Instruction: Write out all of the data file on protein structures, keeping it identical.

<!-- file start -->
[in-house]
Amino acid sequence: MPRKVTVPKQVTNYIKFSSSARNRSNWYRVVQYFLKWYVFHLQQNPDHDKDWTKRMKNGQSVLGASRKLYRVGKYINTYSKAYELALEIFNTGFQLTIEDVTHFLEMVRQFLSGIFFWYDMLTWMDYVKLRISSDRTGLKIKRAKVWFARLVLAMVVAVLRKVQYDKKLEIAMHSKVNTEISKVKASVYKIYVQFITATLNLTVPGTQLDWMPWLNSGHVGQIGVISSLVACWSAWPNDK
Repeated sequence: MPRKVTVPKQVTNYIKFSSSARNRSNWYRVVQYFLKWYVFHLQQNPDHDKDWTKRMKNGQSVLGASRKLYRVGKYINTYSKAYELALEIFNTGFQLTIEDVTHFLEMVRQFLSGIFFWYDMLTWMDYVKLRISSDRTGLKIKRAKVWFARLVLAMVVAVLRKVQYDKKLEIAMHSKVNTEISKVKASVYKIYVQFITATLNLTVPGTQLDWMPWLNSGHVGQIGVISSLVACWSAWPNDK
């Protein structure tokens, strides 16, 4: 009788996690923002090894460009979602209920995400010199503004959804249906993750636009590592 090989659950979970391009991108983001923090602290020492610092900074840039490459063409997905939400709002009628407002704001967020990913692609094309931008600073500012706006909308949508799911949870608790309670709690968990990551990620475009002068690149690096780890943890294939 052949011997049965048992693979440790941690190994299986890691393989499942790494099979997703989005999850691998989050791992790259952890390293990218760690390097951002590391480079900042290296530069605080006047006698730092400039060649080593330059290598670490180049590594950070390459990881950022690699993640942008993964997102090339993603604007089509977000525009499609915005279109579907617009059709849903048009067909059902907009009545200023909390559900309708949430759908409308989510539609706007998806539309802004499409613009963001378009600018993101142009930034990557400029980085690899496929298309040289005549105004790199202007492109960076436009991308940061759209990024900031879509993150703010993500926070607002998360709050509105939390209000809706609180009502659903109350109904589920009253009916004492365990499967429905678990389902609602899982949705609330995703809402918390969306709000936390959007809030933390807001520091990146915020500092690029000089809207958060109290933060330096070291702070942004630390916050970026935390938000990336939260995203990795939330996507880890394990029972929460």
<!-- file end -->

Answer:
[in-house]
Amino acid sequence: MPRKVTVPKQVTNYIKFSSSARNRSNWYRVVQYFLKWYVFHLQQNPDHDKDWTKRMKNGQSVLGASRKLYRVGKYINTYSKAYELALEIFNTGFQLTIEDVTHFLEMVRQFLSGIFFWYDMLTWMDYVKLRISSDRTGLKIKRAKVWFARLVLAMVVAVLRKVQYDKKLEIAMHSKVNTEISKVKASVYKIYVQFITATLNLTVPGTQLDWMPWLNSGHVGQIGVISSLVACWSAWPNDK
Repeated sequence: MPRKVTVPKQVTNYIKFSSSARNRSNWYRVVQYFLKWYVFHLQQNPDHDKDWTKRMKNGQSVLGASRKLYRVGKYINTYSKAYELALEIFNTGFQLTIEDVTHFLEMVRQFLSGIFFWYDMLTWMDYVKLRISSDRTGLKIKRAKVWFARLVLAMVVAVLRKVQYDKKLEIAMHSKVNTEISKVKASVYKIYVQFITATLNLTVPGTQLDWMPWLNSGHVGQIGVISSLVACWSAWPNDK
């Protein structure tokens, strides 16, 4: 009788996690923002090894460009979602209920995400010199503004959804249906993750636009590592 090989659950979970391009991108983001923090602290020492610092900074840039490459063409997905939400709002009628407002704001967020990913692609094309931008600073500012706006909308949508799911949870608790309670709690968990990551990620475009002068690149690096780890943890294939 052949011997049965048992693979440790941690190994299986890691393989499942790494099979997703989005999850691998989050791992790259952890390293990218760690390097951002590391480079900042290296530069605080006047006698730092400039060649080593330059290598670490180049590594950070390459990881950022690699993640942008993964997102090339993603604007089509977000525009499609915005279109579907617009059709849903048009067909059902907009009545200023909390559900309708949430759908409308989510539609706007998806539309802004499409613009963001378009600018993101142009930034990557400029980085690899496929298309040289005549105004790199202007492109960076436009991308940061759209990024900031879509993150703010993500926070607002998360709050509105939390209000809706609180009502659903109350109904589920009253009916004492365990499967429905678990389902609602899982949705609330995703809402918390969306709000936390959007809030933390807001520091990146915020500092690029000089809207958060109290933060330096070291702070942004630390916050970026935390938000990336939260995203990795939330996507880890394990029972929460």